The second layer, pranamaya kosha, is the respiratory, circulatory, and nervous system. It connects the mind (mana) and body (anna). Understanding the role of breathing and the artistry of the nervous system is essential to healing—all healing, not just disordered eating recovery—and a significant aspect of the yoga therapist’s tool kit. In response to what’s occurring at the manamaya kosha, clients’ nervous systems and breathing patterns will reflect anxiety, restlessness, depression, dis-ease, chronic pain, fatigue, fear, compulsivity, and digestive, endocrine, and immune system dysregulation.
Driven by brain and body systems geared for our biological survival, a distressed manamaya kosha (such as with PTSD) disrupts the nervous system’s ability to function intelligently, smoothly, and with consideration for long-term health and vitality. Clients may develop hyper- or hypovigilant nervous systems, choosing sympathetic (fight or flight) or dorsal vagal parasympathetic (freeze or collapse) strategies that prioritize safety and survival. When these strategies are developed enough, via acute or escalated experiences as well as long-term reliance on such strategies, clients’ nervous systems can become one of the significant blocks to their recovery. The system says it’s protecting them and will do so even against the wisdom of recovery until skillful, compassionate, body-centered, nervous-system-sensitive, and relationally-attuned therapeutic tools are available.
The outermost layer, annamaya kosha, the physical body, is where our disordered eating behavior clients may feel their struggles lie. If only they could control their physical body with its appetites (both food and otherwise), its aches and pains, its need for rest and movement, and its shape, composition, and weight. There is an accompanying dissociation from, anger toward, and objectification of their body. This sense of separateness enables the self-hatred, instigates the efforts at control and body dominance, fuels the despair over loss of control, and proliferates the chronic obsession with their disordered eating patterns.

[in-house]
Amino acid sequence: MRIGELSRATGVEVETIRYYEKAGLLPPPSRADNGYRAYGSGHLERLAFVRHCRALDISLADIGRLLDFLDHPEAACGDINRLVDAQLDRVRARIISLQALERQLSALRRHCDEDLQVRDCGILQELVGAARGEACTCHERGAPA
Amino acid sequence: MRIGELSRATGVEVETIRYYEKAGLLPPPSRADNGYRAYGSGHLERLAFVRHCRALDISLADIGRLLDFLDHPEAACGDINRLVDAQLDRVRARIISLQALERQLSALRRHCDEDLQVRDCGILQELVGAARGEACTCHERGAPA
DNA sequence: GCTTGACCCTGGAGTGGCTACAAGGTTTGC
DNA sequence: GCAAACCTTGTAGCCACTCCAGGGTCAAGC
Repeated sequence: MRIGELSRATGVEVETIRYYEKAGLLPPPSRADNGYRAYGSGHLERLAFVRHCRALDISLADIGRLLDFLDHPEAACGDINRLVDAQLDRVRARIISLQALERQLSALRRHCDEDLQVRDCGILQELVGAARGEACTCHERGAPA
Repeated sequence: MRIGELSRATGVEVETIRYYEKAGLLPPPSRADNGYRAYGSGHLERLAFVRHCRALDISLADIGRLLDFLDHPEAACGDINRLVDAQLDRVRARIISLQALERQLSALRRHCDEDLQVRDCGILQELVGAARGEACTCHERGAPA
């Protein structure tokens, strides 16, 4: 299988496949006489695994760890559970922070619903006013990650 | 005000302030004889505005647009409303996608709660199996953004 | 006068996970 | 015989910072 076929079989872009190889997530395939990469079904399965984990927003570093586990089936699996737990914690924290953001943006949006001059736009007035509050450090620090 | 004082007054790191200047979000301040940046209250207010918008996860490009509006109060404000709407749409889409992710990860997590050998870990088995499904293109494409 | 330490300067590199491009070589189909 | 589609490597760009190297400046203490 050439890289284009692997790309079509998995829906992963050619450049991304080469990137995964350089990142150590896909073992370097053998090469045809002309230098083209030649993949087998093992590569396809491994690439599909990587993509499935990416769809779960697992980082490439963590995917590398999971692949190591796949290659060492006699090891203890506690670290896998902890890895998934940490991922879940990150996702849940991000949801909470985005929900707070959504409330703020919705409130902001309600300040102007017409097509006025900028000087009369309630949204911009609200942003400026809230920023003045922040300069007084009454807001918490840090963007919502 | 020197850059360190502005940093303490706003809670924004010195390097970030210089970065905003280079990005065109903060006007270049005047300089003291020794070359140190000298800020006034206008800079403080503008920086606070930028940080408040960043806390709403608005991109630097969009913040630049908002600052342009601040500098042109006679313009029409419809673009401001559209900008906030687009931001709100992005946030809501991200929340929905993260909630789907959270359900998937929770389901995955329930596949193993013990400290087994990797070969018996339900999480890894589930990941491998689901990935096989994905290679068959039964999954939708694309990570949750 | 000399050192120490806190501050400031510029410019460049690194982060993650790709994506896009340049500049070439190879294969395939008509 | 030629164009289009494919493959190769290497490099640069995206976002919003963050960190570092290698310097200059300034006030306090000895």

What This Means
Though we make initial efforts to provide relief to the physical body, we understand that the symptoms manifest there, but have deeper roots in our mental impressions and strategies. The pancha maya model tells us that the respiratory, circulatory, and nervous systems are more powerful than the physical body, and that our mental impressions and strategies are more powerful yet. Fortunately, the layers of the koshas have reciprocal relationships: if we can provide relief for the physical body, we often provide relief for the mind and our mental impressions. Lessening those painful mental impressions—such as inner shame and disordered eating thinking—likewise provides relief toward the physical body, and reawakens connection in our layer where wisdom and intuition are and the layer where our native radiance and wholeness resides.
With this understanding, we can begin to map out a full recovery of our clients; working with their body, mind, and emotional well-being.
Getting in the GAP
Getting in the GAP is an essential life skill that I utilize with my eating disordered clients. GAP stands for getting grounded, paying attention, and becoming present. Here is an example:
- Choose an object for getting grounded.
- Repeatedly direct attention to this one tangible event. For moments when mind habits intrude, without judgment, simply usher attention back to the object of grounding.
- Continue as you train yourself in becoming present.
Annamaya Kosha: Tools for the Physical Body
Since the annamaya kosha (physical body) experiences itself in an environment, not in isolation, we start with a technique for getting oriented to the moment, in the body, in the context of life. This includes the couch on which your clients sit and the texture of the floor beneath their feet. Yet, when there is agitation at the deeper koshas, getting grounded in their immediate environment, in the here and now, can represent feelings of significant anxiety for clients, especially if feeling their body or their emotions is frightening. This is also the case if they learned to dissociate from their body and don’t know where to start. We begin mindfulness on neutral sensations from the tangible present moment, as it is, without needing to change or improve anything. Neutral implies sensations we can experience without inciting judgment or reactivity.